It should not be a capital crime to engage in an essential feeding behavior. Yet in the mixed-up ideologies of old-school proponents of predator control and fisheries management, that’s just what happens. As a result, California sea lions in Oregon and Washington face the prospect of being killed because they eat fish. Mind you, both the salmon and the sea lions are native, and their predator-prey relationship has endured for thousands of years.
In recent years, the federal government granted lethal take permits to Oregon and Washington with the intention of cutting down on sea lions killing native prey. Now that the authorization is set to expire, the states are pleading with the federal government to renew the permits to allow them to kill more sea lions over the next five years.
The sea lions contribute only a small percentage of the total take of chinook salmon. We humans are responsible for a far larger share of the mortality. Salmon return each spring to spawn in the tributaries of the Columbia River, and the greatest cause of their deaths is the series of dams and blocked passages that threaten their ability to travel and reproduce. In 2015, a court ordered the states to fix hundreds of barriers built under state roads and highways that block access for migrating salmon, yet action to comply with that decree has been slow and grudging. What’s more, fishermen are allowed to catch and kill up to 17 percent of the salmon in the spring run. Many of the fish that die are from endangered stocks.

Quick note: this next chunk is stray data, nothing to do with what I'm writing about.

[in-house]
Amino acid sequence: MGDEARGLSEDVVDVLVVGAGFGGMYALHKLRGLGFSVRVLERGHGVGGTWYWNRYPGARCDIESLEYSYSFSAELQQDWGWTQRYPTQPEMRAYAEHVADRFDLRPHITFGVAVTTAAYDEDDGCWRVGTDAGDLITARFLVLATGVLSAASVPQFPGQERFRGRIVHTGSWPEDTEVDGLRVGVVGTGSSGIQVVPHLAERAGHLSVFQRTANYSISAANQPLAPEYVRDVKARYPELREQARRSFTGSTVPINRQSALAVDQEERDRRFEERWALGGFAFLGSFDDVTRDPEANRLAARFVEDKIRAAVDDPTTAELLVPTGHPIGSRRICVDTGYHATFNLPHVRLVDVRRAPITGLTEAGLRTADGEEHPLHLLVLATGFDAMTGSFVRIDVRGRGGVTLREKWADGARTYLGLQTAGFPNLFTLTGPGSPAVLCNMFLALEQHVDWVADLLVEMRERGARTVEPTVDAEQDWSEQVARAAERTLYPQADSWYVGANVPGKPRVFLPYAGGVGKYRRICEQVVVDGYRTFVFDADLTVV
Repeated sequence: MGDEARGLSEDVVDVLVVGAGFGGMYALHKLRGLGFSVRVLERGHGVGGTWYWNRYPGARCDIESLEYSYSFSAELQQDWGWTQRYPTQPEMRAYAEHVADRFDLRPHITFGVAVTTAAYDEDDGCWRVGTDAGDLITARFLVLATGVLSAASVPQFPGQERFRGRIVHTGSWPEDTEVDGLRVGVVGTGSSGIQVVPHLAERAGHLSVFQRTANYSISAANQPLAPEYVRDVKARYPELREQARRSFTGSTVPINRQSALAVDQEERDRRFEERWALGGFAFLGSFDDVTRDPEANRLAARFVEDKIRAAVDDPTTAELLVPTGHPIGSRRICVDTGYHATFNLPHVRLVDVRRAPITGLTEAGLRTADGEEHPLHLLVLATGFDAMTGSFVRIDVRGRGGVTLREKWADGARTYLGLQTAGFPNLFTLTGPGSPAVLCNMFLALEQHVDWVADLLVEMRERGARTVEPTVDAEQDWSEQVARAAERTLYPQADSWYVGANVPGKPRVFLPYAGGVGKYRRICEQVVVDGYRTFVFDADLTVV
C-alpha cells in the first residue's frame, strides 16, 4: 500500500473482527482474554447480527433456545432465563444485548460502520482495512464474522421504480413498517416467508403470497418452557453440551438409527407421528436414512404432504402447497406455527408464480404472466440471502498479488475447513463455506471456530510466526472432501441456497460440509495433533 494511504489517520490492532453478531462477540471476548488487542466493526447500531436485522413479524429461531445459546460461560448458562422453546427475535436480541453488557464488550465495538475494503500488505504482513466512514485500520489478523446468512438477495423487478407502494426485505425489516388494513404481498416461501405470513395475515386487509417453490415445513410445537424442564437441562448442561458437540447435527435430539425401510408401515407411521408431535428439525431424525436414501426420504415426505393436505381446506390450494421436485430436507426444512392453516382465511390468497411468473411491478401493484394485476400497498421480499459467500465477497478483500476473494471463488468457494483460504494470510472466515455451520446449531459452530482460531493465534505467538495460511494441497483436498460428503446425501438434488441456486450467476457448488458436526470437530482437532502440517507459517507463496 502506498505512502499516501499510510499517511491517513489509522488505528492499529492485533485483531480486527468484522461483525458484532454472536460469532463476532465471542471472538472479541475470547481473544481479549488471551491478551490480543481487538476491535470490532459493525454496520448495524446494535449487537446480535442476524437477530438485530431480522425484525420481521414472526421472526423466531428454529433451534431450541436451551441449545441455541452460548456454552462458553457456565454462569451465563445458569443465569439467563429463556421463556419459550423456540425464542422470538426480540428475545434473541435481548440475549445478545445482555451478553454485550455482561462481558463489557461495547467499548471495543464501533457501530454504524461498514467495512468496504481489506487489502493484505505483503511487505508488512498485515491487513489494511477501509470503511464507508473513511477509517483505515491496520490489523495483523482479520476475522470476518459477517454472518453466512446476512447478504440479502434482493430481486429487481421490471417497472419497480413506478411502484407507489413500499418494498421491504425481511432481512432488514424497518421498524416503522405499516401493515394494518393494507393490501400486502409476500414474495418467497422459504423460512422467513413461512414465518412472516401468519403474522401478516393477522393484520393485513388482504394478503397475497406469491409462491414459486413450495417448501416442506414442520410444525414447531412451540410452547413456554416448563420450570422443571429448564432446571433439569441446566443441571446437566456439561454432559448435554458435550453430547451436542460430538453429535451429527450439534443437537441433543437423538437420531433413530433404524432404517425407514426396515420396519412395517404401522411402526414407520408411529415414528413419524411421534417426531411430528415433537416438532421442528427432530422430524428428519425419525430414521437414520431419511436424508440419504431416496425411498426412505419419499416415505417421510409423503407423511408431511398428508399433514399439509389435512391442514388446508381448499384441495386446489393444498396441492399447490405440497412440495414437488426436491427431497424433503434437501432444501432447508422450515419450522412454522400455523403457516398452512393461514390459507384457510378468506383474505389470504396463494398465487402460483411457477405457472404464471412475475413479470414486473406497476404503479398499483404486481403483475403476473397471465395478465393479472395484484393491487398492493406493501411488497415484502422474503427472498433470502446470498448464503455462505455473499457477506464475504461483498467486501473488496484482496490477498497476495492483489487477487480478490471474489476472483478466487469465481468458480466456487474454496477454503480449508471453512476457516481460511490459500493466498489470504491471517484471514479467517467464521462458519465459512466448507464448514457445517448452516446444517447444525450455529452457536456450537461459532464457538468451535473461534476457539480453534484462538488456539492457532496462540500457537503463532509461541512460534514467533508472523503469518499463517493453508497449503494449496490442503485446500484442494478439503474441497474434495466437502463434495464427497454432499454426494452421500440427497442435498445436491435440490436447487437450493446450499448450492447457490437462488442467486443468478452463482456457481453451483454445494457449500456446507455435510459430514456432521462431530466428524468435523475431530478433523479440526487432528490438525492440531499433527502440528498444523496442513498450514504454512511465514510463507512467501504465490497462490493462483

Yet another human-caused factor contributing to the salmon’s troubles are non-native bass and walleye, intentionally dumped in the river to create more recreational opportunities for sport fishermen. A report by government scientists found that these non-native fish eat up to two million young salmon each year and compete with the adults for spawning habitat.
Despite all these threats, the size of the spring salmon run is not declining. A 2015 government report to Congress found the spring spawning salmon runs are “stable.” As a matter of fact, far from being decimated by sea lions, the spring run size in 2015 was the third highest since 2001.
The HSUS has been a big player in this controversy for years. In 2008, we filed a lawsuit to block plans by the federal government to kill or capture up to 425 sea lions near the Bonneville Dam on the Columbia River, which divides Oregon and Washington. After a lengthy court battle, in 2010, a federal appellate court rejected the sea lion removal plan, specifically noting that salmon mortality from controllable human activities (including commercial and recreational fishing, and operation of hydropower facilities) far exceeds sea lion predation rates. A 2011 authorization to kill or capture sea lions on the Columbia River was also rejected as a result of a second HSUS lawsuit. These lawsuits prevented dozens, if not hundreds, of sea lions from being killed. In 2012, the states were finally authorized to kill up to 92 sea lions each year. Already this year, they have killed 32 sea lions at the Bonneville Dam.
Please write to the National Marine Fisheries Service and ask the agency to deny the permit allowing Oregon and Washington to continue the killing. These states need to focus on active management of the human factors that are the greatest threats to salmon. It’s wrong, and wrong-headed, to scapegoat a native species for just doing what comes naturally.